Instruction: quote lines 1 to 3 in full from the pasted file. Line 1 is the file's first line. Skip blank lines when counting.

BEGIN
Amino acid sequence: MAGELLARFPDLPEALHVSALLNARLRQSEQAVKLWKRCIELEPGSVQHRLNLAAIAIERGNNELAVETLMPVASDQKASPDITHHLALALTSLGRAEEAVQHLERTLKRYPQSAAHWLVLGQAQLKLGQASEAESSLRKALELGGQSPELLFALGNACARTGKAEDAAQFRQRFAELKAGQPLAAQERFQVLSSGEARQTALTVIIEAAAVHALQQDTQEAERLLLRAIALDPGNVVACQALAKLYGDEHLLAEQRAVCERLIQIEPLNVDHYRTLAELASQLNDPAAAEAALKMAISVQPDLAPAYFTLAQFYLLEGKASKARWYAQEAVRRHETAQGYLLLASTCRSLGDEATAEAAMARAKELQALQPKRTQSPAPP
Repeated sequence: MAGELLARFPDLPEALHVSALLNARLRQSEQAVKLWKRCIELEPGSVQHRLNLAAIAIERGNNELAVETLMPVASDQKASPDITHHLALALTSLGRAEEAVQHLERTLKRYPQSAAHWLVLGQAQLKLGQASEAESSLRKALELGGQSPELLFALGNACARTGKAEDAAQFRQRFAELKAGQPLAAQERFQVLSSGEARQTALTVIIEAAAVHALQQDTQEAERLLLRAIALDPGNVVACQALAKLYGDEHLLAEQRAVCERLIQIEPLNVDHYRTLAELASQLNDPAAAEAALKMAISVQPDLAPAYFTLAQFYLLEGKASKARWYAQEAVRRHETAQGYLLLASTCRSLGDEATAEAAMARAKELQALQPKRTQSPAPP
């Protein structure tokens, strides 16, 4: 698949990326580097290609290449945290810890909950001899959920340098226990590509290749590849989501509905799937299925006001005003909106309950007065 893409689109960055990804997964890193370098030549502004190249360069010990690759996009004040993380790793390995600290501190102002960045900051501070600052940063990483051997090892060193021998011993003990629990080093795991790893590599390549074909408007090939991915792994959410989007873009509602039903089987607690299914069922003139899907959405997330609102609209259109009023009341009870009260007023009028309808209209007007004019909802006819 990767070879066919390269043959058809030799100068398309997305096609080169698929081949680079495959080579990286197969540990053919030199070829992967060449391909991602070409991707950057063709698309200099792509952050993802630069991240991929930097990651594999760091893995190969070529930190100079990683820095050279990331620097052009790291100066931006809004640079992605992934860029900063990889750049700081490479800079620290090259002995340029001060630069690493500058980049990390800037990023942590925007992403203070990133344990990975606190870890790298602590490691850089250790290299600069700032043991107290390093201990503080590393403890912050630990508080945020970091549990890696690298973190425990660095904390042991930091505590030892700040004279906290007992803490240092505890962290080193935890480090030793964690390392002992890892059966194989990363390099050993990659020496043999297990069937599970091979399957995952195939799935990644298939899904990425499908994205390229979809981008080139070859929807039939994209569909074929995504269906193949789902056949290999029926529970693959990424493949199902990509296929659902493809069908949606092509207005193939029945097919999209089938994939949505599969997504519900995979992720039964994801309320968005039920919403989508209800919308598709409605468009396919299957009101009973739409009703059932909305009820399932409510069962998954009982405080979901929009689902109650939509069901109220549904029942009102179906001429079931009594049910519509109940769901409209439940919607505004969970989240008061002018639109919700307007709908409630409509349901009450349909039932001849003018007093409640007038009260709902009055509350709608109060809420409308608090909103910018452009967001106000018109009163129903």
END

Amino acid sequence: MAGELLARFPDLPEALHVSALLNARLRQSEQAVKLWKRCIELEPGSVQHRLNLAAIAIERGNNELAVETLMPVASDQKASPDITHHLALALTSLGRAEEAVQHLERTLKRYPQSAAHWLVLGQAQLKLGQASEAESSLRKALELGGQSPELLFALGNACARTGKAEDAAQFRQRFAELKAGQPLAAQERFQVLSSGEARQTALTVIIEAAAVHALQQDTQEAERLLLRAIALDPGNVVACQALAKLYGDEHLLAEQRAVCERLIQIEPLNVDHYRTLAELASQLNDPAAAEAALKMAISVQPDLAPAYFTLAQFYLLEGKASKARWYAQEAVRRHETAQGYLLLASTCRSLGDEATAEAAMARAKELQALQPKRTQSPAPP
Repeated sequence: MAGELLARFPDLPEALHVSALLNARLRQSEQAVKLWKRCIELEPGSVQHRLNLAAIAIERGNNELAVETLMPVASDQKASPDITHHLALALTSLGRAEEAVQHLERTLKRYPQSAAHWLVLGQAQLKLGQASEAESSLRKALELGGQSPELLFALGNACARTGKAEDAAQFRQRFAELKAGQPLAAQERFQVLSSGEARQTALTVIIEAAAVHALQQDTQEAERLLLRAIALDPGNVVACQALAKLYGDEHLLAEQRAVCERLIQIEPLNVDHYRTLAELASQLNDPAAAEAALKMAISVQPDLAPAYFTLAQFYLLEGKASKARWYAQEAVRRHETAQGYLLLASTCRSLGDEATAEAAMARAKELQALQPKRTQSPAPP
């Protein structure tokens, strides 16, 4: 698949990326580097290609290449945290810890909950001899959920340098226990590509290749590849989501509905799937299925006001005003909106309950007065 893409689109960055990804997964890193370098030549502004190249360069010990690759996009004040993380790793390995600290501190102002960045900051501070600052940063990483051997090892060193021998011993003990629990080093795991790893590599390549074909408007090939991915792994959410989007873009509602039903089987607690299914069922003139899907959405997330609102609209259109009023009341009870009260007023009028309808209209007007004019909802006819 990767070879066919390269043959058809030799100068398309997305096609080169698929081949680079495959080579990286197969540990053919030199070829992967060449391909991602070409991707950057063709698309200099792509952050993802630069991240991929930097990651594999760091893995190969070529930190100079990683820095050279990331620097052009790291100066931006809004640079992605992934860029900063990889750049700081490479800079620290090259002995340029001060630069690493500058980049990390800037990023942590925007992403203070990133344990990975606190870890790298602590490691850089250790290299600069700032043991107290390093201990503080590393403890912050630990508080945020970091549990890696690298973190425990660095904390042991930091505590030892700040004279906290007992803490240092505890962290080193935890480090030793964690390392002992890892059966194989990363390099050993990659020496043999297990069937599970091979399957995952195939799935990644298939899904990425499908994205390229979809981008080139070859929807039939994209569909074929995504269906193949789902056949290999029926529970693959990424493949199902990509296929659902493809069908949606092509207005193939029945097919999209089938994939949505599969997504519900995979992720039964994801309320968005039920919403989508209800919308598709409605468009396919299957009101009973739409009703059932909305009820399932409510069962998954009982405080979901929009689902109650939509069901109220549904029942009102179906001429079931009594049910519509109940769901409209439940919607505004969970989240008061002018639109919700307007709908409630409509349901009450349909039932001849003018007093409640007038009260709902009055509350709608109060809420409308608090909103910018452009967001106000018109009163129903």